'Poisoning our minds': Arizona declares 'porn epidemic' a public health risk

Arizona state Senate passed a bill on Monday declaring porn a public health risk.
Arizona state Senate passed a bill on Monday declaring porn a public health risk. Photo credit: AAP Photos

The US state of Arizona has declared pornography a public health risk, one year after Florida made the same announcement.

The declaration was put to vote in the state Senate on Monday (local time), the end result coming to 16-13. There are no concrete ramifications associated with the declaration.

Republican Senator Sylvia Allen insists it's a powerful move towards making people aware of "the epidemic of pornography".

Senator Allen blames porn as the root cause of unplanned pregnancies, underage sex and the rise of syphilis, stating that porn is responsible for "poisoning the minds of our citizens".

Opponents say the vote was a waste of time in comparison to other significant health concerns, including the increasing rate of mortality during childbirth and the measles outbreak, the Daily Mail reports.

Florida declared porn a public health risk last year, a move initiated by Republican Representative Ross Spano. Spano claimed that research pointed to several connections between porn consumption and mental and physical illnesses, individually and societally.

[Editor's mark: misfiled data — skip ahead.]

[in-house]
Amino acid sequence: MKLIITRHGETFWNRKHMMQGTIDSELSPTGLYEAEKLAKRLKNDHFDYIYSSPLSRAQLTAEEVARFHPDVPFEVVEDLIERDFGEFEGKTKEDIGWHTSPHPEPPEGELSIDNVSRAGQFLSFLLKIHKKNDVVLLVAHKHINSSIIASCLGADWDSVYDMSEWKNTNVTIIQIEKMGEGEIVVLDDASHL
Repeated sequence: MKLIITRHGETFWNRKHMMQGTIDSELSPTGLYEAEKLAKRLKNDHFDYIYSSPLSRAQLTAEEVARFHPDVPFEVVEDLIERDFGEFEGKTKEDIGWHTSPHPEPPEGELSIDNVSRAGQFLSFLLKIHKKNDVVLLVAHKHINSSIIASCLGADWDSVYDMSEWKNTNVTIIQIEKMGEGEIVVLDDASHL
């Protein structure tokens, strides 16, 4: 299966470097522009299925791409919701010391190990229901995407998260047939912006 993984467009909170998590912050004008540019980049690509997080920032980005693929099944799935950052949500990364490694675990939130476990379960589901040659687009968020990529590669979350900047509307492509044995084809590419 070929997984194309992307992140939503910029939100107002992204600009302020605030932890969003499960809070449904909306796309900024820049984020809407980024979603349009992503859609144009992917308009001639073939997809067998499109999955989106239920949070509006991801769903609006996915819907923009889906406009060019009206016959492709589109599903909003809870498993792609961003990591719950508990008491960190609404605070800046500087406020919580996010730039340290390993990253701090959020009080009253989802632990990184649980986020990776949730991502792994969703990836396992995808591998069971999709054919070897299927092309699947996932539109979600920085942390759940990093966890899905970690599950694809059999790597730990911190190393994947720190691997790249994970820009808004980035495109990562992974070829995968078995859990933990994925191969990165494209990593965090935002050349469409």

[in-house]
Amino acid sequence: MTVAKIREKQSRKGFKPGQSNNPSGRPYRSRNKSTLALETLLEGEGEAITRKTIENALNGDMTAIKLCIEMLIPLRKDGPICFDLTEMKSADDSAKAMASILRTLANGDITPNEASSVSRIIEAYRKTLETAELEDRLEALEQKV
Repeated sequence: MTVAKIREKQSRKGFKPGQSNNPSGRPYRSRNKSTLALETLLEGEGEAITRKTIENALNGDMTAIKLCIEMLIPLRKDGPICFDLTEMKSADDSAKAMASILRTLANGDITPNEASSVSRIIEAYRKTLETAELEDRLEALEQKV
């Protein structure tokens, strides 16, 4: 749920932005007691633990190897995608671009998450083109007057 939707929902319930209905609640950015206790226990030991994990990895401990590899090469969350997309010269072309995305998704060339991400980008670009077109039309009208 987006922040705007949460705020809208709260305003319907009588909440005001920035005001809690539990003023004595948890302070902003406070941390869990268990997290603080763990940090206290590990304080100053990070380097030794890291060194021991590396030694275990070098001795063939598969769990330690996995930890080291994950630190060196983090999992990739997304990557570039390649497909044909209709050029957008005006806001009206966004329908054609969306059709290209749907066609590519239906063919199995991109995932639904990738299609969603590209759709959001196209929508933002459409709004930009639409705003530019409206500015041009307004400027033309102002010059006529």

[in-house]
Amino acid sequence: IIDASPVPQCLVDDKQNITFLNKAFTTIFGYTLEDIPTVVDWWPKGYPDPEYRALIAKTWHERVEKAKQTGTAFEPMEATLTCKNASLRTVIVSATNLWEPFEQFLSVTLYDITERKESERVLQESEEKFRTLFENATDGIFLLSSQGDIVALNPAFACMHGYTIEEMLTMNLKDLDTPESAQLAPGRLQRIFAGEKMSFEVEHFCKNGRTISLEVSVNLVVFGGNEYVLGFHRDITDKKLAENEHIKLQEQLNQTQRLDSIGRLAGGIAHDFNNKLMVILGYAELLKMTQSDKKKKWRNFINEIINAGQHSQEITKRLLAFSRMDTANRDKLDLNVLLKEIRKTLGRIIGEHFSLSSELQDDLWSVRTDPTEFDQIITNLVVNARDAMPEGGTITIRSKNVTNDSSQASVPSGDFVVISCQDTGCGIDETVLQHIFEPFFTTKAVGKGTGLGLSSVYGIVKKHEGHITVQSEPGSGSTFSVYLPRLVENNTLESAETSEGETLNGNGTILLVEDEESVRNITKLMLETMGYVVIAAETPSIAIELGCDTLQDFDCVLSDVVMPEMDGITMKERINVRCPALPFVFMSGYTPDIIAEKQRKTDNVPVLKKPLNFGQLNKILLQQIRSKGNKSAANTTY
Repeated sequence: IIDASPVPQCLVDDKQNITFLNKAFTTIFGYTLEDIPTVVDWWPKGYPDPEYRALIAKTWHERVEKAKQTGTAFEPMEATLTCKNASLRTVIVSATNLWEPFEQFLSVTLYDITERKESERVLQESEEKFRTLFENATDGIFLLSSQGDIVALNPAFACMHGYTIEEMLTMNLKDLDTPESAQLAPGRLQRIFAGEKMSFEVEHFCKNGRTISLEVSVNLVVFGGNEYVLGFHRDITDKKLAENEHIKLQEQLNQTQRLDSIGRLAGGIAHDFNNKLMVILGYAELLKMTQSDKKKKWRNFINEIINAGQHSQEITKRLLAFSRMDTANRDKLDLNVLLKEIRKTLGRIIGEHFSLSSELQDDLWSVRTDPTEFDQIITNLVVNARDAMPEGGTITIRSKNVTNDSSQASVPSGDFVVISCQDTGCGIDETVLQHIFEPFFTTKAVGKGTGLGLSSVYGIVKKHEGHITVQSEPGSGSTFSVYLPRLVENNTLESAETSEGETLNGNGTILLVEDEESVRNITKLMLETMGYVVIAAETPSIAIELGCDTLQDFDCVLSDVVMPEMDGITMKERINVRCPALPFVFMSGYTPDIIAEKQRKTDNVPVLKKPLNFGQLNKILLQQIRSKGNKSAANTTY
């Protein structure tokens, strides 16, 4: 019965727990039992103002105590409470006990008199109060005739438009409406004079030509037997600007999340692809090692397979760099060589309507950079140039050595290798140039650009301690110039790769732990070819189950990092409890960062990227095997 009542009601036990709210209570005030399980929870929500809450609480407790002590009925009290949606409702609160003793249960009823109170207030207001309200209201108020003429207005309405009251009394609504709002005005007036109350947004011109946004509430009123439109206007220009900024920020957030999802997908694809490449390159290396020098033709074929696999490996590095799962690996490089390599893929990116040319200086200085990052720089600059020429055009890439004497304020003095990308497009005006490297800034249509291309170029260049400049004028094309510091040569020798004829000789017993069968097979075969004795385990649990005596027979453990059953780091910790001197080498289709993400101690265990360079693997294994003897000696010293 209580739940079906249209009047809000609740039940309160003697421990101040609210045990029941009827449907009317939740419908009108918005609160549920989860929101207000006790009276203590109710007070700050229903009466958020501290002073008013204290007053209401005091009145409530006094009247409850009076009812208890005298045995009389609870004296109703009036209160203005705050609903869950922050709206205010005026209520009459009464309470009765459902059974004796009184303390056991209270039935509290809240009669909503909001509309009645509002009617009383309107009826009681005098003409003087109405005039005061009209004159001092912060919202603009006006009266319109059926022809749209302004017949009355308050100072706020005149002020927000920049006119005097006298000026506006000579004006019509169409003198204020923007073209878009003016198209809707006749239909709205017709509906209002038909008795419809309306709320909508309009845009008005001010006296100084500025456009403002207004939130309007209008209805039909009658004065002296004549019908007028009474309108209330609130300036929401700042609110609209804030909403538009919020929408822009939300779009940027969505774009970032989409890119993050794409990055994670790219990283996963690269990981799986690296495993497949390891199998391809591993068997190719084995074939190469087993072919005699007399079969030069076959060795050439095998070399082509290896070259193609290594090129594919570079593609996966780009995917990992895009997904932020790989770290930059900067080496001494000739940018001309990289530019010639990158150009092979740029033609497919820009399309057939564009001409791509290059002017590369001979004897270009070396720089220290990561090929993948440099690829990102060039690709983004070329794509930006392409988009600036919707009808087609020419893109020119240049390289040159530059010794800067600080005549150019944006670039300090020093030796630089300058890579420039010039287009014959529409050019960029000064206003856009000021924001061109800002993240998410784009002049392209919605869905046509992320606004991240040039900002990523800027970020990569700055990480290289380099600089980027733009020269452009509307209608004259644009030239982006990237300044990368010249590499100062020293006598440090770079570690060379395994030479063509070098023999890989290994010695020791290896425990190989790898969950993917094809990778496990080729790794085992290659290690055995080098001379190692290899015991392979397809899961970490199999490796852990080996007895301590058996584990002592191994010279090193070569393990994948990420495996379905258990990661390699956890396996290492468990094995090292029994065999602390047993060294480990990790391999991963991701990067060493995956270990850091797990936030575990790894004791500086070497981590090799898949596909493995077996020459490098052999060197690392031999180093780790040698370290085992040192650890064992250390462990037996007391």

Spano reportedly wanted adult material dubbed a state public health crisis - the same status labelling the opioid epidemic.

Media outlets have reported that Spano's disdain for porn allegedly stems from raising his son.

"I asked my child, 'Well when did you first?' He said, 'I was probably 10.' And I said, 'Well how did you?' And he said, 'An older kid showed me."

Pornography has been labelled a public health crisis in two US states.
Pornography has been labelled a public health crisis in two US states. Photo credit: AAP Photos

The verdict was 18-1 in the House. The one separatist, Democrat Dr Cary Pigman, was the only medical doctor on the board, the Daily Mail reports.

"We have problems with hypertension, with obesity, with diabetes," Dr Pigman said to local station WFSU, citing the rise of HIV and STDs as more pressing sexual health concerns than porn consumption.

Research has tied porn to a number of concerns such as eating disorders, normalised abuse of women and children, marital problems, issues relating to low self-esteem, and addiction.

A handful of studies suggest early exposure to porn can affect men's attitudes towards women, and can lead to various issues associated with becoming sexually active at a young age.

Most experts agree the findings on porn are inconclusive.

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